In my work as a pilot for Air Iceland I often get to visit exotic places in the Arctic. One of those places is Kulusuk, located in the Sermersooq municipality in southeastern coast of Greenland. Situated on the Kulusuk island the airport serves the small settlements in the area such as Kulusuk (formerly Kap Dan) village that derives it name from the island and Tasiilaq (formerly Angmagssalik and Ammassalik). Kulusuk population is only around 250 people and around 2000 people live in Tasiilaq, The other settlements in the region, Kuummiit, Sermiligaaq, Tiniteqilaaq and Isortoq with a total population of around 800 people are connected by helicopter via Tasiilaq.
This is a remote area and the next airports and settlements are more than 600 km away. The closest, Kangerlussuaq or Sondrestrom is located on the other side of the Greenland glacier, 630 km to the west. Nerlerit Inaat, or Constable Point on the Greenland east coast is located 800 km northeast of Kulusuk. Reykjavik and Keflavik in Iceland are 740 km to the east. There are only two civil airports on the entire east coast of Greenland, Kulusuk and Nerlerit Inaat but there are several short landing strips for special operations.
The weather in the area can cause challenges for flights arriving or departing Kulusuk. During winter time snowstorms are frequent and the airport can be closed for days due to weather. During summer, fog is frequent, especially during night and early morning. Weather can change rapidly and it is extremely difficult to prepare weather forecasts for this area. Forecasts can therefore be a bit hard to rely on. Due to the high surrounding terrain good visibility is necessary for both take-off and landing.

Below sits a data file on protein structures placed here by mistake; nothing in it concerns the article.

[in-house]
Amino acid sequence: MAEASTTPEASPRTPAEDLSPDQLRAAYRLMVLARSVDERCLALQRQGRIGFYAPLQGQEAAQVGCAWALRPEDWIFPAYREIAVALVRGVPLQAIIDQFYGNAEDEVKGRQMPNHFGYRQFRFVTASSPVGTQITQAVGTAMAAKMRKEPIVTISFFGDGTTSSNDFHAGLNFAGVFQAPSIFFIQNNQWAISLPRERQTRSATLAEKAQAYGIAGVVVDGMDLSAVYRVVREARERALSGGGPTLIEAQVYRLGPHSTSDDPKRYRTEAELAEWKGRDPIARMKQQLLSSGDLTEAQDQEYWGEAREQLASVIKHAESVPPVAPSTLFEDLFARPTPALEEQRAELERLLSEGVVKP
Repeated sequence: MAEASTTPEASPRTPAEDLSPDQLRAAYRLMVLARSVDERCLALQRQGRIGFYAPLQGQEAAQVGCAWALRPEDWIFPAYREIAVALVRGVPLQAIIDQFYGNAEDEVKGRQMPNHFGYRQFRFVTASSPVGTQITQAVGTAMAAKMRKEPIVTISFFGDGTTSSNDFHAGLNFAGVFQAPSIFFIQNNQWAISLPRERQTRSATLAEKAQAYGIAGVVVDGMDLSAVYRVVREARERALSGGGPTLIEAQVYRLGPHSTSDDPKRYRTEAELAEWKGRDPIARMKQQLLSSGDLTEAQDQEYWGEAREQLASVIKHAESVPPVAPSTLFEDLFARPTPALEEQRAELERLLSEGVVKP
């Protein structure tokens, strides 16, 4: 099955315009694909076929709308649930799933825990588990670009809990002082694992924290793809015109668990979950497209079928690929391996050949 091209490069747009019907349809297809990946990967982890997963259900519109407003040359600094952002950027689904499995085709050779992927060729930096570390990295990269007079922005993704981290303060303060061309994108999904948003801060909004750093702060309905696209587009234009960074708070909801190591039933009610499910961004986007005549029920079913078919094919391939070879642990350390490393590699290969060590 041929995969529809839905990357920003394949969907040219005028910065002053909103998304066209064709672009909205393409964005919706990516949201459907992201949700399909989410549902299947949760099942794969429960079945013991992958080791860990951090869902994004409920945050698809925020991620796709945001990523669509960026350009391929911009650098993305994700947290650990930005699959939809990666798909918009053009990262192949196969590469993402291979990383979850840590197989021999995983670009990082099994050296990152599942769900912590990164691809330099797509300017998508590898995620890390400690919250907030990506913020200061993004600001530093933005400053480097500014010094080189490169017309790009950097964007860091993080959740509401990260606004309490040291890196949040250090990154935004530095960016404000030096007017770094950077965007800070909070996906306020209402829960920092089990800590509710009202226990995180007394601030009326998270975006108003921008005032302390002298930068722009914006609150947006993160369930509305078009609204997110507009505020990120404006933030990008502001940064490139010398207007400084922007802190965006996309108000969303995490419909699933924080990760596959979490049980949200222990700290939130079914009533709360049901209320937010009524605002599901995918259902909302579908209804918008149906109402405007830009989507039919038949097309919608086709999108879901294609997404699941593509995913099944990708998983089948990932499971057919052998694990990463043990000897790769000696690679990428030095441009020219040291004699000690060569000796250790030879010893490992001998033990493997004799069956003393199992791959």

While I was preparing this article my company called and asked me to do a flight from Reykjavik to Nuuk. Due to the strong westerly winds that often prevail in the arctic during winter time we needed to make a short fuel stop in Kulusuk on our way to Nuuk. The weather forecast was good for Kulusuk and during approach the weather was nice. Just around 5 minutes after landing the weather changed quickly, it started to snow and the visibility decreased to only 1000 meters. This meant we were stuck there and unable to take-off until weather conditions improved. After a three hour wait it finally cleared up and we just barely managed to leave before dark.
During winter time there is a lot of snow in the area, especially in the period from January to May. Critical snowbanks along the runway are common during winter time but the runway is usually well maintained and clear with good breaking action.
Air Iceland operates two flights per week to Kulusuk during winter time and often two flights per day during summer. In the summer time many tourists do a one day trip to Kulusuk from Iceland. They take the morning flight from Reykjavik to Kulusuk around 10 am and travel back from Kulusuk in the afternoon arriving in Reykjavik around 6 pm.
Air Greenland operates two to three flights per week the whole year. During summer there is a lot of small aircraft ferry traffic. The airport has relatively short operating hours and is closed on Sundays during winter time. If you are willing to pay the fees they will usually open the airport outside normal opening hours.
Airport coordinates are 65°34′25″N 037°07′25″W. The ICAO code is BGKK and the IATA code is KUS. There is no tower but good AFIS and the staff is very friendly and helpful. There is one NDB approach to runway 11 with a MDA of 890. Normally, jet fuel and AVGAS are available.
Runway identifier: 11/29.
Runway length: 1199 meters or 3,934 feet.
Elevation AMSL: 117 feet / 36 meters
Runway is paved gravel.
The information on this page is general in nature and may not be up to date and should not be used for flight planning purposes.